I have recently, as I think I said here a couple of weeks ago, been rewriting and revising and editing some pieces I wrote a while back. This has produced the usual share of ‘OMG! did I really write that?!’ moments, including the discovery that I had written words, phrases, and ‘young people’s terminology’ like that one. I never say OMG! and while I have no problem with it per se I’m not always sure using what sounds like contemporary slang works in most fiction. If it really IS contemporary it will age and be forgotten by the time of publication and being read, modern slang is that ephemeral. On the other hand if it has stood the test of time to be universally understood it is usually already too old to reflect contemporary ‘yoof’ speak. And using ‘yoof’ itself shows how dated I am.
So the Flashing Blade having flashed and slashed – I never did watch that all the way through. The Flashing Blade was a French adventure story set in the Seventeenth Century serialised in 12×22 minute episodes on BBC every year during the school summer holidays in the 60s and 70s. I didn’t know how many episodes there were at the time as I watched the first two or three then some ‘real life’ event would break the train and that was that. Apparently it was originally made for transmission in France in 4×75 minute episodes which may tell us something about relative attention spans in the UK and France. Perhaps that is why French diplomats always out negotiate the Brits? Seventy five minute chunks of the War of Mantuan Succession as a child probably sets you up for all night diplomacy a lot better than five minutes of the Woodentops. Just a thought.
Which may be why I kept coming across versions of an unfinished short story I had begun during Covid. At the beginning when we thought it would all be over by Easter, never mind Christmas, I remember people setting up challenges to write about what it might be like post Covid. I wrote a few I remember, and even put a spoof cabinet meeting of one of the petty English statelets which might have emerged from the ashes had things really degenerated to the Black Death proportions some were predicting.https://gfarrish.wordpress.com/2020/04/20/2026-keep-safe-yeah/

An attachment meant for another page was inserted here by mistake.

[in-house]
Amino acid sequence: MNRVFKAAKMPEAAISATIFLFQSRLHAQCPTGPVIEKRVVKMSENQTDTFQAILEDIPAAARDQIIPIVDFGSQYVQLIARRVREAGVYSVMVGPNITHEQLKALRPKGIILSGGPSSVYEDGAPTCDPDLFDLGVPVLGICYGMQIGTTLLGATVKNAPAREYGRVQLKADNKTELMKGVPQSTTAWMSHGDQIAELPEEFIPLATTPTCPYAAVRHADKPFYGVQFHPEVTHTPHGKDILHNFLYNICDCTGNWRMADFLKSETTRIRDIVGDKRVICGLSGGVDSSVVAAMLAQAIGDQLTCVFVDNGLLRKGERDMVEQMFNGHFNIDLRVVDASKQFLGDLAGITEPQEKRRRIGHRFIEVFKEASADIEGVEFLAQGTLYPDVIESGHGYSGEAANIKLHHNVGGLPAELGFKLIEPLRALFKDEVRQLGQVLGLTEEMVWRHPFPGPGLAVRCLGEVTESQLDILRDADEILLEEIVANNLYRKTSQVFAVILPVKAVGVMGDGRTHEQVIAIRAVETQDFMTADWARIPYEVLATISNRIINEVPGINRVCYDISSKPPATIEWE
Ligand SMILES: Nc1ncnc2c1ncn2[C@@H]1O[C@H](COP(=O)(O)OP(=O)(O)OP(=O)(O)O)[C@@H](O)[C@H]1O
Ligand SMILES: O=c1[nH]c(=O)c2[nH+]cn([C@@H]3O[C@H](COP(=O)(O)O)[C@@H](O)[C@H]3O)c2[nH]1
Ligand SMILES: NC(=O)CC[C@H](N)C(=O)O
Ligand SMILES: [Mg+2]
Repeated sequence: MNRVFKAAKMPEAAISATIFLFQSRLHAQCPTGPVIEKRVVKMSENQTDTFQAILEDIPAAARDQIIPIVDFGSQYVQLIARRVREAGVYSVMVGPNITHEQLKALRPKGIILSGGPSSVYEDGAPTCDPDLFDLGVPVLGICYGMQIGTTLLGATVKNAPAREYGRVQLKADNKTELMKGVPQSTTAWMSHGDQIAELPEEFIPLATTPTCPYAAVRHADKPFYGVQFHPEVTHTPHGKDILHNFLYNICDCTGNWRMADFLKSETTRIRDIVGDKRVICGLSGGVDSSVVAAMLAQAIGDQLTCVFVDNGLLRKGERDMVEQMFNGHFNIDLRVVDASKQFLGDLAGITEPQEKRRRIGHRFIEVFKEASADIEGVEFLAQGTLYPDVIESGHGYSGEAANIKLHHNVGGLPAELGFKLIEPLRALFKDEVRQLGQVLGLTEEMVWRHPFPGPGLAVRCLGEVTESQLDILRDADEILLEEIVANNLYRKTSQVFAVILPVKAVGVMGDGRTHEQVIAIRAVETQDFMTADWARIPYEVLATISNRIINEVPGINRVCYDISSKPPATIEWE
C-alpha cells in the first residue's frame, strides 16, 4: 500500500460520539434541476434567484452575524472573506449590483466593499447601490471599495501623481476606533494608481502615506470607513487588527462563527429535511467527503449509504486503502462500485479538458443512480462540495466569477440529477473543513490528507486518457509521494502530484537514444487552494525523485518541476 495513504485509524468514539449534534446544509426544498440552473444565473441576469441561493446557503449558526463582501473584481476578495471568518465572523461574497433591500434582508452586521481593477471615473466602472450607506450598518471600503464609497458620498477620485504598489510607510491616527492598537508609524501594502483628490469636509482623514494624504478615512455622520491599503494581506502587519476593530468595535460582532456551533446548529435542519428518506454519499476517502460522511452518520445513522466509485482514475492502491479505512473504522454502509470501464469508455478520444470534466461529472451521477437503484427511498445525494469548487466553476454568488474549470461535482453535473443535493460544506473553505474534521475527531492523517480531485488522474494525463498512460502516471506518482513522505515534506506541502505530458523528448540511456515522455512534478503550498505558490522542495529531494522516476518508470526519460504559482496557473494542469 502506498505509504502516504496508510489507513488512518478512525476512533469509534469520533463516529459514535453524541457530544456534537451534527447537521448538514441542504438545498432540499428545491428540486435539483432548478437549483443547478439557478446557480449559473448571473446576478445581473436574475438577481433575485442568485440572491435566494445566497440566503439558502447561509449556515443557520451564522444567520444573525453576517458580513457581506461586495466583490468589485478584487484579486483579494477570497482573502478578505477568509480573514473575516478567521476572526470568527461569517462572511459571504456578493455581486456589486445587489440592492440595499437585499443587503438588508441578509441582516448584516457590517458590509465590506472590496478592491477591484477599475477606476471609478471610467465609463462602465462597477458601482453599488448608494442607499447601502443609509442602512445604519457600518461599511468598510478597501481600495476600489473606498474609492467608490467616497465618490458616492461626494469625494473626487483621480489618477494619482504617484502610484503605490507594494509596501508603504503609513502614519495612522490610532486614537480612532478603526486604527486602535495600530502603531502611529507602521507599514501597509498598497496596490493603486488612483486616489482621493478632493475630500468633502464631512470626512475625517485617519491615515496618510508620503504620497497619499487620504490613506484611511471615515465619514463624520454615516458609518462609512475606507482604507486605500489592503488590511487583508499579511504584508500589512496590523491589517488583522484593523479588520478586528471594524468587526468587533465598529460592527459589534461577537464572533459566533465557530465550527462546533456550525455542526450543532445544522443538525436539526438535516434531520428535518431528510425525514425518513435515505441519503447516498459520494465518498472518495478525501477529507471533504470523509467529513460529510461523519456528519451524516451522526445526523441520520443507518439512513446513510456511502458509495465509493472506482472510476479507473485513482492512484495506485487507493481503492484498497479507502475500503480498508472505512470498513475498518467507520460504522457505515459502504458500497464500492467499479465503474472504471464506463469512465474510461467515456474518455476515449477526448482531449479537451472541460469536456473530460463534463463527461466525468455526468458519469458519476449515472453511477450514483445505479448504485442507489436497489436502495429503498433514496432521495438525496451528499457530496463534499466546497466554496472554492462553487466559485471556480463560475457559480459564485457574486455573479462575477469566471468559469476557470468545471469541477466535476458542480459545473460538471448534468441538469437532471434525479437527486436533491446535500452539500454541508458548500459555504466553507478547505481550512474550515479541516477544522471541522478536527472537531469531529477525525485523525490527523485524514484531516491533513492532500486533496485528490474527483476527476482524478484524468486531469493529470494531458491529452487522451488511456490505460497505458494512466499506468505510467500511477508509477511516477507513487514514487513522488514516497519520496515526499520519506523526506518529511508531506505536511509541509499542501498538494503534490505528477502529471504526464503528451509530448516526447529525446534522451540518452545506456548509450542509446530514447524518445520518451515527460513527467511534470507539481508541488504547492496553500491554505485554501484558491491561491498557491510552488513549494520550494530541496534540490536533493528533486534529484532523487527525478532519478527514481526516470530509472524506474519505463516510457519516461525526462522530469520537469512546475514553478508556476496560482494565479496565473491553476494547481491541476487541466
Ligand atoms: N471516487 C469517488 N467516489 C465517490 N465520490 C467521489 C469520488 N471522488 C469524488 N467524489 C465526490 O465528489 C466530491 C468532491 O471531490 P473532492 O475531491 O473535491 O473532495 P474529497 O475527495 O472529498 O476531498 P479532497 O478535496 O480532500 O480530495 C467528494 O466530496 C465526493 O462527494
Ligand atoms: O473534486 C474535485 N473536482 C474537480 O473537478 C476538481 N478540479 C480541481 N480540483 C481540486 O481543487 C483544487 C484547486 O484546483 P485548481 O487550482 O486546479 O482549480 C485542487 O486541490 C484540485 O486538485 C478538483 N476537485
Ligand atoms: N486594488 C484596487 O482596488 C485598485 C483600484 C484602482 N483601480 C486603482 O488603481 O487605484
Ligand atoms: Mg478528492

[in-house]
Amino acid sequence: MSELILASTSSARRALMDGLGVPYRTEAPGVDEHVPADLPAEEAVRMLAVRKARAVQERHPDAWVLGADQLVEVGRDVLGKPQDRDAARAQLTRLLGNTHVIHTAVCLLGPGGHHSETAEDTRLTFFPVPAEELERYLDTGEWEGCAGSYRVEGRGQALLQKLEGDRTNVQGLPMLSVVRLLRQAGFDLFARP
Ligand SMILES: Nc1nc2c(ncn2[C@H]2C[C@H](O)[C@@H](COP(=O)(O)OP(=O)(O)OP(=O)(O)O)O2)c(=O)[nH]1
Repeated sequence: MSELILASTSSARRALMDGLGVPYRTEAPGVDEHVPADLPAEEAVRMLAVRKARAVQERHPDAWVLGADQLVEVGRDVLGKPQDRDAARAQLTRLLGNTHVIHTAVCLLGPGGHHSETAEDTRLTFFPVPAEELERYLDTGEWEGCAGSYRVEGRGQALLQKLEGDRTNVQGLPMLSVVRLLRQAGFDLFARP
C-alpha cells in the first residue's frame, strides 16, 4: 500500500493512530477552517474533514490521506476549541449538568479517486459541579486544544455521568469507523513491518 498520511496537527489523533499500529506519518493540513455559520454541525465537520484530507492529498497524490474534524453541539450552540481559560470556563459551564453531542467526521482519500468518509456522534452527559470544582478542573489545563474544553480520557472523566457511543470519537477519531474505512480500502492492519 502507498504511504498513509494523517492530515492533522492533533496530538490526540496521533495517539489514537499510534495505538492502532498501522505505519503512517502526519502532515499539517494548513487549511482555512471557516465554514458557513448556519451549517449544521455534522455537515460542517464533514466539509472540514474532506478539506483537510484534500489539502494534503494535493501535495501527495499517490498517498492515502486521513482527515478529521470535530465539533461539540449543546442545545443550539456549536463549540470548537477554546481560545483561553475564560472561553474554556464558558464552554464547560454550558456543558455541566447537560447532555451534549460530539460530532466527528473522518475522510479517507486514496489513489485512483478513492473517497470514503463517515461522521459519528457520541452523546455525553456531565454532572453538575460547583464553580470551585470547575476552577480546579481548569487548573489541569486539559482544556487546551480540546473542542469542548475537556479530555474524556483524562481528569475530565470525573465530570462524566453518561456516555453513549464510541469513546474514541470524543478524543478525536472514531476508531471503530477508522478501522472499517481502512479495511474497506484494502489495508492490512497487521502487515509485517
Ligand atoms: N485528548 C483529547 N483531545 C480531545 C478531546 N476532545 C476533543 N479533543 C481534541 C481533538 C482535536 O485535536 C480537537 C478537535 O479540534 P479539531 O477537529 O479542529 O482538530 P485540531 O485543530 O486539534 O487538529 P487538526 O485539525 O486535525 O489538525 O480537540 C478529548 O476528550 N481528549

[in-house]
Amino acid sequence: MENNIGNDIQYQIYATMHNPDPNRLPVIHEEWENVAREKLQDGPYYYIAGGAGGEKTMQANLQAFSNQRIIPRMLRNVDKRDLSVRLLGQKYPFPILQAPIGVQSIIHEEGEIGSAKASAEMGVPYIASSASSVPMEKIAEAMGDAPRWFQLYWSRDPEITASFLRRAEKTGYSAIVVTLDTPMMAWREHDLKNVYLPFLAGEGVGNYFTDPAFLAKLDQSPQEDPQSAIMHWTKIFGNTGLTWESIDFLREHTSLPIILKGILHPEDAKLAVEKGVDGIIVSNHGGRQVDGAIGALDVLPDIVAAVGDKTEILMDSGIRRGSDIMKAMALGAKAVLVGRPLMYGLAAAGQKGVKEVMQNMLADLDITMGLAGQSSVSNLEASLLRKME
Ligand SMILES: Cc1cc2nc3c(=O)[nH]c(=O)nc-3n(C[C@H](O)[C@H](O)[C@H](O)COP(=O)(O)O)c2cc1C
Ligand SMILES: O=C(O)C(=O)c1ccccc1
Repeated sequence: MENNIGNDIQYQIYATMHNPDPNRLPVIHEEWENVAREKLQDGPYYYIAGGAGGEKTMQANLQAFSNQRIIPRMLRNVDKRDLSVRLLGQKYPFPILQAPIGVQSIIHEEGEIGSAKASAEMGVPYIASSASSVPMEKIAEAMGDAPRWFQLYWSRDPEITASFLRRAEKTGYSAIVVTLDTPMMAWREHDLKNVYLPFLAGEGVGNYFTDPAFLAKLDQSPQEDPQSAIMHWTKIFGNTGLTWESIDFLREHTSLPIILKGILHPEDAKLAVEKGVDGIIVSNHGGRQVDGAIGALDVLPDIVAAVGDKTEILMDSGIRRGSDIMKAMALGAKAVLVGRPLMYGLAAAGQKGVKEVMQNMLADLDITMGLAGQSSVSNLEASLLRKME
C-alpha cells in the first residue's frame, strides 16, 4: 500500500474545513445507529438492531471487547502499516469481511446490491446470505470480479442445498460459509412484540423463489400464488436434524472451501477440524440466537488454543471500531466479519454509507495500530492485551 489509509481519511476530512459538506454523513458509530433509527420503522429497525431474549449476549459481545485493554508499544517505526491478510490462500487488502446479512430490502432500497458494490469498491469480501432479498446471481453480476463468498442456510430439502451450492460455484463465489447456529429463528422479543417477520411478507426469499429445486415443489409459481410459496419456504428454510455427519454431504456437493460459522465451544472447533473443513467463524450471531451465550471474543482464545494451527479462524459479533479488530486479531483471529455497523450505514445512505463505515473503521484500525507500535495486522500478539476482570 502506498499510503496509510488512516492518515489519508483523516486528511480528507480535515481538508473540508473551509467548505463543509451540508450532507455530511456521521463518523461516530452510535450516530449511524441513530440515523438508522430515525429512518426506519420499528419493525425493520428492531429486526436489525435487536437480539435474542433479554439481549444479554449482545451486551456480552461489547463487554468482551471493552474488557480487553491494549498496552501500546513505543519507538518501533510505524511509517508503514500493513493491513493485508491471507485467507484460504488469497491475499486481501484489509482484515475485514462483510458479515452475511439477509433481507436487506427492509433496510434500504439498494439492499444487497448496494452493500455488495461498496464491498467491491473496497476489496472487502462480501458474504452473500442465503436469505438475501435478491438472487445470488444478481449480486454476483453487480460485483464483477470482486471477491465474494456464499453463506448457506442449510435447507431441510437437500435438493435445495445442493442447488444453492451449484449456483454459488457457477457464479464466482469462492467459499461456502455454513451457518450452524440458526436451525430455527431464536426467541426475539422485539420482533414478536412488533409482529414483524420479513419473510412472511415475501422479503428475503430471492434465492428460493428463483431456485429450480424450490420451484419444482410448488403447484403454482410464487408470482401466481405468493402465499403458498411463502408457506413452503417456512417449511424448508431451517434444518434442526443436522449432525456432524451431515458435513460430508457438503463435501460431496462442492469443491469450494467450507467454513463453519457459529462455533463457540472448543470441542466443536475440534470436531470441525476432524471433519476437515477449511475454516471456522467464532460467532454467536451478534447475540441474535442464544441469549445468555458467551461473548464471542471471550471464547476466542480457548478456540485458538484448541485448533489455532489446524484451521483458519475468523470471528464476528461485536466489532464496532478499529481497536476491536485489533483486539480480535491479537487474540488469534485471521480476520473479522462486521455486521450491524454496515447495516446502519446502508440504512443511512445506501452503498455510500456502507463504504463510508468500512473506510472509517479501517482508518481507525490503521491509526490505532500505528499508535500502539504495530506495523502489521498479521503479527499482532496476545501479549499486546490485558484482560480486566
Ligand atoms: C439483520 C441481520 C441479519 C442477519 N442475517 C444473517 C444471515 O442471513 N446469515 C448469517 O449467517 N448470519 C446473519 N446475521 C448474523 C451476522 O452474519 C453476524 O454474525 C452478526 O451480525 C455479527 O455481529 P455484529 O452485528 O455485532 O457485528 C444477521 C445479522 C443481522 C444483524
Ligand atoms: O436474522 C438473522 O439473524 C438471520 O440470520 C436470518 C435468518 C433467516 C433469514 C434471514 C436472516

But I also wrote some more sombre pieces and started one almost post apocalyptic short story for which I had really high hopes. And looking at it, I still do, but on closer inspection I seem to have written myself into a blind alley without any GPS, Ordnance Survey Landranger or even a tatty old AtoZ to get me out again.
I found the last version saved in March this year. Other editions stretch back to June 2021 and there were notes, ideas and cuttings from each version stuffed at the end of manuscripts or collected in a rag bag file. And then I realised that tucked away was the original draft idea from – June 2020. This has been at ‘maturing’ for some time.
On a quick read through of the latest save, c6,000 words, I felt that it was almost finished and I could easily knock out the ending in a week, leave it aside for a week and tidy it up in a few days after that. It isn’t working out like that. I’ve tried just writing an ending to where I’d got to in March. I’ve tried going back to each version I can find and writing on from there. You would have thought that would allow me to avoid the road to the dead end that appears to be signposted after about 3,000 words. But no, whichever path I follow I seem to end up at or near the point when the ending on the horizon appears telegraphed, twee, clunky and frankly unbelievable.
I’ve tried wrestling it away from there. Killing off secondary protagonists. Changing tack. The problem is, it is almost as if I subconsciously had the idea of the unsatisfactory ending in mind when I set the whole situation up. The awful thought is dawning that it just doesn’t work. Yet I love the initial situation as I’ve established it and I like the writing (vanity!) but I think I am just going to have to tear it up and see what if anything falls out. I think it is that or abandon the whole thing. It’s already taken up more time than it warrants I suspect, but some things just hang around. I remember a story about a young man finding some reel to reel audio tapes hidden in his fiancée’s attic which revealed the chequered and unknown history of her late father. This developed in my head as I used to go on country walks, around the time of the tenth showing of the Flashing Blade series in the early seventies. I never bothered to write it down. Well you don’t at that age. But it’s still there knocking around my head. So that’s what? Fifty? No it can’t be? But it is. Years ago. Suddenly two years waiting for an ending doesn’t seem so bad.